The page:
EU Taxonomy | Nuclear and gas energy activities can be environmentally sustainable
This newsletter provides a brief overview of the Complementary Climate Delegated Act with a focus on gas energy activities and carbon capture and storage as an abatement technology. The European Commission is clear that the criteria for both nuclear and gas energy activities to be considered as taxonomy-aligned economic activity are strict, as is the case for other energy activities. Carbon capture is recognised as an abatement technology enabling gas energy activities to reduce their GHG emissions and hence comply with the emission threshold.
The proposed amendments to the Regulation (EU) 2021/2178 (the “Disclosure Regulation”) specifying the reporting requirements are not discussed in this newsletter. More information and link to the proposed Act and Annexes can be found on European Commission’s homepage here.
Eligible gas energy activities and technical screening criteria
The draft Complementary Climate Delegated Act that was approved in principle by the European Commission proposes to amend Regulation (EU) 2021/2139 (the “Screening Regulation”) by way of including six new activities in the Screening Regulation Annex I related to climate change mitigation and Annex II related to climate change adaption respectively. Activities related to gas energy to be included in the Screening Regulation are:
- Electricity generation from fossil gaseous fuels
- High-efficiency co-generation of heat/cool and power from fossil gaseous fuels
- Production of heat/cool from fossil gaseous fuels in an efficient district heating and cooling system
The activities falling within the descriptions set out in the Screening Regulation must comply with additional criteria to be considered as Taxonomy-aligned and thus environmentally sustainable. The so-called technical screening criteria define the specific requirements the activities need to fulfil in order to be considered to contribute substantially to an environmental objective and to ensure that they do no harm to other environmental objectives as set out by the EU Taxonomy.
Gas energy activities must comply with either alternative 1 (a) or 1 (b) in the relevant section of the Complementary Climate Delegated Act in order to meet the substantial contribution criteria for climate change mitigation (see relevant sections 4.29, 4.30 or 4.31 in Annex I). Alternative 1 (a) requires that life cycle GHG emissions are lower than 100 g CO2e/kWh. Alternative 1 (b) allows for a higher GHG emissions threshold of 270 g CO2e/kWh. Alternative 1 (b) is temporary and only available to facilities for which the construction permit is granted by 31 December 2030. In addition, alternative (b) contains a set of seven cumulative criteria which must be complied with. The activity must, inter alia, replace an existing high emitting activity that uses solid or liquid fossil fuels, be itself unreplaceable by renewables, and result in a reduction of at least 55% GHG over the lifetime of the newly installed facility. Compliance with the substantial contribution criteria is subject to verification by an independent third party.
In order to qualify as an environmentally sustainable activity, gas energy will thus need to meet specific GHG emission thresholds according to both alternative (a) and (b). Activities that are initially not able to reach such thresholds may make use of abatement technologies to reduce their GHG emissions. Where activities involve any form of abatement, including carbon capture or use of renewable or low-carbon gases, it is a requirement under the substantial contribution criterion that the abatement activity in question complies with the technical screening in the same Annex where applicable.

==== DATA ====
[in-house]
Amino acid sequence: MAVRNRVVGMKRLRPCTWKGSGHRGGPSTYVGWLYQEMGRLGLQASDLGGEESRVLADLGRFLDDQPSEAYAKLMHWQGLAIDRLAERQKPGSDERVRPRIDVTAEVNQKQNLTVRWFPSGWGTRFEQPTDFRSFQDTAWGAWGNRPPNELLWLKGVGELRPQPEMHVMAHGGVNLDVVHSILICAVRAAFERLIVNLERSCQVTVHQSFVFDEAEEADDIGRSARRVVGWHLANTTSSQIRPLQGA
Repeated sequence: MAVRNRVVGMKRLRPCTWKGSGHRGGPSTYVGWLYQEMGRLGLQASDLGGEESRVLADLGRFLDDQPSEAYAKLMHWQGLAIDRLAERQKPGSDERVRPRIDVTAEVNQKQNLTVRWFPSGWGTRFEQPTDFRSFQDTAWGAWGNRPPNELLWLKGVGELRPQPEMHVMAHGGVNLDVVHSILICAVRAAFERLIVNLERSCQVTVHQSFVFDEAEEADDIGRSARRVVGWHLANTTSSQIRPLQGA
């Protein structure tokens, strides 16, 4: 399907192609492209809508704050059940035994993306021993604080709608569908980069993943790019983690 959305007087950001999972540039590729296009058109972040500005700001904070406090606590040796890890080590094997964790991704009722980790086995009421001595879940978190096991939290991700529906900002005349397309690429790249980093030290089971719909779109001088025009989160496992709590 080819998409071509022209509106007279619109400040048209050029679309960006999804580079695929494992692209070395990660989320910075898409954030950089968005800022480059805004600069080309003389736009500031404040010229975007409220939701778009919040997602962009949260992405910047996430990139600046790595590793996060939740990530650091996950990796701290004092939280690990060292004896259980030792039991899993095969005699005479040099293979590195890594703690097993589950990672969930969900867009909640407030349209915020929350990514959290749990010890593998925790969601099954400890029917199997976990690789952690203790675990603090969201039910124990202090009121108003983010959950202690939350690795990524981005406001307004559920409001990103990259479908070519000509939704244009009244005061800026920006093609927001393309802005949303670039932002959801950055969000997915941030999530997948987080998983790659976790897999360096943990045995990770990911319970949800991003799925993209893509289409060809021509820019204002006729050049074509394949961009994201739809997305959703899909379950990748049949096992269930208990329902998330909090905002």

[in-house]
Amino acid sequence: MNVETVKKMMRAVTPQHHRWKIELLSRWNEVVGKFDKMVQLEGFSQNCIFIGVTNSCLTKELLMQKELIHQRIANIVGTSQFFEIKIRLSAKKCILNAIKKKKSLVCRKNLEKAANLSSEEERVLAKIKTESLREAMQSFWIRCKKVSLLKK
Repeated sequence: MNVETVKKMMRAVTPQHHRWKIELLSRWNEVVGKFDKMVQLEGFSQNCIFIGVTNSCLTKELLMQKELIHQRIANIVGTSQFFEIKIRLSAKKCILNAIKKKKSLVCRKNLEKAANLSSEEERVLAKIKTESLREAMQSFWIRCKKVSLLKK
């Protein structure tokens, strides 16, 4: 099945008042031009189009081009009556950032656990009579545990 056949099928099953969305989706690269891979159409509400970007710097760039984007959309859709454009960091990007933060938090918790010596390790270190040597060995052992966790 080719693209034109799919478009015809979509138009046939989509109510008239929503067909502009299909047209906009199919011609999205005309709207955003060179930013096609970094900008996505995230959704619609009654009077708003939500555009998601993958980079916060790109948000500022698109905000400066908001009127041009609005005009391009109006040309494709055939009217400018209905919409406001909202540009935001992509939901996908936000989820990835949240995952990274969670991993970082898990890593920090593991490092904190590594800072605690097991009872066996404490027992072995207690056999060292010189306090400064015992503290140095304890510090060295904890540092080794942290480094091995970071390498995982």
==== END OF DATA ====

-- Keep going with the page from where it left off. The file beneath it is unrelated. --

Gas energy activities that fulfil the conditions of alternative 1 (a) set out above, are also eligible under Annex II as activities that contribute to climate change adaptation to the extent that further conditions are met.
For more information on the technical screening criteria to be fulfilled by the activities in order to qualify as Taxonomy-aligned and thus environmentally sustainable, see Annex I and Annex II here.
Gas energy activities considered by the Commission to contribute to climate change mitigation
Even though the gas energy activities in themselves do not reach the substantial contribution level required to meet the climate goal set out in the Paris Agreement, the European Commission has assessed that these activities facilitate the transition away from more harmful energy sources such as coal towards a mostly renewables-based future. By facilitating the transition, the proposed gas energy activities contribute to climate change mitigation (Screening Regulation Annex I). These activities fall within the category transitional activities, which are economic activities “for which there is no technologically and economically feasible low-carbon alternative”, cf. Taxonomy Regulation Article 10 (2). The reason for including such energy technology in the Screening Regulation is that they are part of an energy system in transition.
Process going forward
The proposed Complementary Climate Delegated Act will be translated into all official EU languages and thereafter sent to the European Parliament and the Council (the co-legislators) for scrutiny. The co-legislators will have four months to scrutinise the proposal, with the possibility for two additional months upon request. The co-legislators must either object, or approve the proposal, and has no possibility to make or propose amendments. The threshold for objection is high and with reference to the Commissions Register of delegated acts the co-legislators have at the time of writing only raised an objection on 19 occasions. If there are no objections, the Complementary Climate Delegated Act will enter into force and apply as of 1 January 2023.